Pingdom: Best practice in mobile web performance isn’t as well established as in other fields like desktop. Are we getting closer to a sort of universal agreement or understanding of performance in the mobile space as well?

Arvind: Most of the best practices from desktop apply to mobile — e.g. compressing content better, using correct caching headers, and minimizing the number of requests per page will help your web site become fast on desktop as well as mobile. Recently, there’s been more attention on performance techniques specific to the mobile environment. I hope to see Page Speed and other tools that highlight the best practices get mobile support soon.

Pingdom: For someone who is going to start working with their website and performance, where do you suggest they start? What should they do first?

Arvind: Use a tool like Page Speed to identify specific performance issues on your pages and fix them. Once you score well on Page Speed, use WebPagetest to investigate your page load in a real world-like setting. WebPagetest displays a waterfall diagram, which can be used to identify the long poles in the page load and fix them.

Pingdom: With everyone talking about cloud, it seems to be everywhere. What’s your view on cloud and web performance?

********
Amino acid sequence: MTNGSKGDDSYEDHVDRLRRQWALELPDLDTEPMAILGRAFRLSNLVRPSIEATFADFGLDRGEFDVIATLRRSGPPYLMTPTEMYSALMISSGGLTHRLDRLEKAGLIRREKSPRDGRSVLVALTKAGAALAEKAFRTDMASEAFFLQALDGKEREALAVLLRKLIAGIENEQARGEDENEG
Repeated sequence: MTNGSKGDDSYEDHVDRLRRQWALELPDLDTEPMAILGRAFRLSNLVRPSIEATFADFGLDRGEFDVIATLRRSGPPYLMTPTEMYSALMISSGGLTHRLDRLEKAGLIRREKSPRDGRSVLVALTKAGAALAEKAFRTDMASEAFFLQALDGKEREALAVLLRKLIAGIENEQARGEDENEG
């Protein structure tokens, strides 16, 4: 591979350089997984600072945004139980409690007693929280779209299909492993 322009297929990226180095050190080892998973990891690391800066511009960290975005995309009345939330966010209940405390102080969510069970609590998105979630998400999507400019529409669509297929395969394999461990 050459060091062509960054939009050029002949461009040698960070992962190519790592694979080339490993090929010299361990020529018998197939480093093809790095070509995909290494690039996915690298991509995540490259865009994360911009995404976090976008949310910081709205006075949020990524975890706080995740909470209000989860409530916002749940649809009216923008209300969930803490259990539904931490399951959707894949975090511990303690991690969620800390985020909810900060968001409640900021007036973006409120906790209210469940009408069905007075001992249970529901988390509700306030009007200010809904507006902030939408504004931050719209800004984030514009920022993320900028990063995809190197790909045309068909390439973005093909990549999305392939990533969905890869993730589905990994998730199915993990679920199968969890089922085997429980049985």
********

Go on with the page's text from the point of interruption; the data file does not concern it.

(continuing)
Arvind: Cloud providers handle all the infrastructure- and platform-level details so their customers don’t have to. This is good for web performance overall, since cloud providers can optimize the underlying infrastructure and platform better than the average web publisher.

Pingdom: What are we going to see happen in the next few years in terms of web performance?

Arvind: Improving mobile web performance is going to be a big area in the near future. Mobile web is much slower than desktop web and yet often a medium where timely response is even more critical. I also expect to see web performance products becoming mainstream and used by significantly more web sites in next few years.

Pingdom: Finally, is there something exciting that you or your company is working on in terms of web performance that you can tell us about?

Arvind: Google has a significant effort to make the Internet fast. We are working hard on improving browser performance (Chrome), making core Internet protocols and standards faster (DNS, TCP, SSL, HTTP, HTML5) and building tools to help developers debug and analyze the reasons for poor web performance (Page Speed). We also try to set an example by making our own products as fast as possible.

About the “10 questions about web performance” interview series

We have gathered some of the best and brightest minds in the web and IT industry to a discussion about web performance. Over the next few weeks and months, we’ll be rolling out a series of interviews, bringing together people from web design, mobile and computer hardware, web hosting, software, and other areas. You can find all the interviews in this series on the Royal Pingdom blog.